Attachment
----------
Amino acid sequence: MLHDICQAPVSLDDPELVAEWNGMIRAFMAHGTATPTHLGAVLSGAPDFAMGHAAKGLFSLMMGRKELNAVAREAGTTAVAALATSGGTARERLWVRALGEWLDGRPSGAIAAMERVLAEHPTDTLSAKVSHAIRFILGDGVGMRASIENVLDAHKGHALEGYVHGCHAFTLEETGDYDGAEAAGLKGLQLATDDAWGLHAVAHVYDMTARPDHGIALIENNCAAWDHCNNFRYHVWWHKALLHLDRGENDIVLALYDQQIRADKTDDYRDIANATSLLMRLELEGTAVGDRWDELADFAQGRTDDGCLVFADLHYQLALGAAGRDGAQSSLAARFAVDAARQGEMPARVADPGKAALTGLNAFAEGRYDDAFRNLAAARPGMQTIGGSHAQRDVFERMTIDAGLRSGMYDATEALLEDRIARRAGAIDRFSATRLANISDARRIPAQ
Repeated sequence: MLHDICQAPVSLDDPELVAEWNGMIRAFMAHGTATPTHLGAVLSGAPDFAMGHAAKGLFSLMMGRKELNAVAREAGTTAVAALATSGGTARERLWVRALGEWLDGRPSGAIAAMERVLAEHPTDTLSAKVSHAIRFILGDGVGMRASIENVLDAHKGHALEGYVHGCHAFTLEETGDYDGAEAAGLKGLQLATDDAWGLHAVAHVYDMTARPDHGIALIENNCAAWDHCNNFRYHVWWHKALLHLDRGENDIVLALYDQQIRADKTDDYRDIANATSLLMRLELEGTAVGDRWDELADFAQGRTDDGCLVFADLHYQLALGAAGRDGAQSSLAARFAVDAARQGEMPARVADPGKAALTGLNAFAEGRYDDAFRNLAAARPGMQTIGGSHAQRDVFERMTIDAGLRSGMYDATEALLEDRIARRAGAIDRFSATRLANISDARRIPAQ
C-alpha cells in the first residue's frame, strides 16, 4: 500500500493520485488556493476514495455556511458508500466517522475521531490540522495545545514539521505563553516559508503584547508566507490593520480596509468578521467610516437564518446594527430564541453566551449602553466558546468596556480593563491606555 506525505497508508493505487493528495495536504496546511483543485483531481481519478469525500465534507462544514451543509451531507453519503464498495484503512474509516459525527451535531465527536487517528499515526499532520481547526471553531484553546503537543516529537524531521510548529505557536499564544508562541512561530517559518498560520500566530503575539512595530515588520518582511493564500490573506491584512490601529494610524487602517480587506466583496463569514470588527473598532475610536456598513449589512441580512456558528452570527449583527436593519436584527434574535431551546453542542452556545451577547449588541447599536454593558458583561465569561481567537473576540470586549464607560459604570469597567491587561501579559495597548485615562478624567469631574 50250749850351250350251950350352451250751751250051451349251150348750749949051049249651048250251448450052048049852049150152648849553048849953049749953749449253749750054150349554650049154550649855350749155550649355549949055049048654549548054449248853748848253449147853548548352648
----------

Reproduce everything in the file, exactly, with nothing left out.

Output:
Amino acid sequence: MLHDICQAPVSLDDPELVAEWNGMIRAFMAHGTATPTHLGAVLSGAPDFAMGHAAKGLFSLMMGRKELNAVAREAGTTAVAALATSGGTARERLWVRALGEWLDGRPSGAIAAMERVLAEHPTDTLSAKVSHAIRFILGDGVGMRASIENVLDAHKGHALEGYVHGCHAFTLEETGDYDGAEAAGLKGLQLATDDAWGLHAVAHVYDMTARPDHGIALIENNCAAWDHCNNFRYHVWWHKALLHLDRGENDIVLALYDQQIRADKTDDYRDIANATSLLMRLELEGTAVGDRWDELADFAQGRTDDGCLVFADLHYQLALGAAGRDGAQSSLAARFAVDAARQGEMPARVADPGKAALTGLNAFAEGRYDDAFRNLAAARPGMQTIGGSHAQRDVFERMTIDAGLRSGMYDATEALLEDRIARRAGAIDRFSATRLANISDARRIPAQ
Repeated sequence: MLHDICQAPVSLDDPELVAEWNGMIRAFMAHGTATPTHLGAVLSGAPDFAMGHAAKGLFSLMMGRKELNAVAREAGTTAVAALATSGGTARERLWVRALGEWLDGRPSGAIAAMERVLAEHPTDTLSAKVSHAIRFILGDGVGMRASIENVLDAHKGHALEGYVHGCHAFTLEETGDYDGAEAAGLKGLQLATDDAWGLHAVAHVYDMTARPDHGIALIENNCAAWDHCNNFRYHVWWHKALLHLDRGENDIVLALYDQQIRADKTDDYRDIANATSLLMRLELEGTAVGDRWDELADFAQGRTDDGCLVFADLHYQLALGAAGRDGAQSSLAARFAVDAARQGEMPARVADPGKAALTGLNAFAEGRYDDAFRNLAAARPGMQTIGGSHAQRDVFERMTIDAGLRSGMYDATEALLEDRIARRAGAIDRFSATRLANISDARRIPAQ
C-alpha cells in the first residue's frame, strides 16, 4: 500500500493520485488556493476514495455556511458508500466517522475521531490540522495545545514539521505563553516559508503584547508566507490593520480596509468578521467610516437564518446594527430564541453566551449602553466558546468596556480593563491606555 506525505497508508493505487493528495495536504496546511483543485483531481481519478469525500465534507462544514451543509451531507453519503464498495484503512474509516459525527451535531465527536487517528499515526499532520481547526471553531484553546503537543516529537524531521510548529505557536499564544508562541512561530517559518498560520500566530503575539512595530515588520518582511493564500490573506491584512490601529494610524487602517480587506466583496463569514470588527473598532475610536456598513449589512441580512456558528452570527449583527436593519436584527434574535431551546453542542452556545451577547449588541447599536454593558458583561465569561481567537473576540470586549464607560459604570469597567491587561501579559495597548485615562478624567469631574 50250749850351250350251950350352451250751751250051451349251150348750749949051049249651048250251448450052048049852049150152648849553048849953049749953749449253749750054150349554650049154550649855350749155550649355549949055049048654549548054449248853748848253449147853548548352648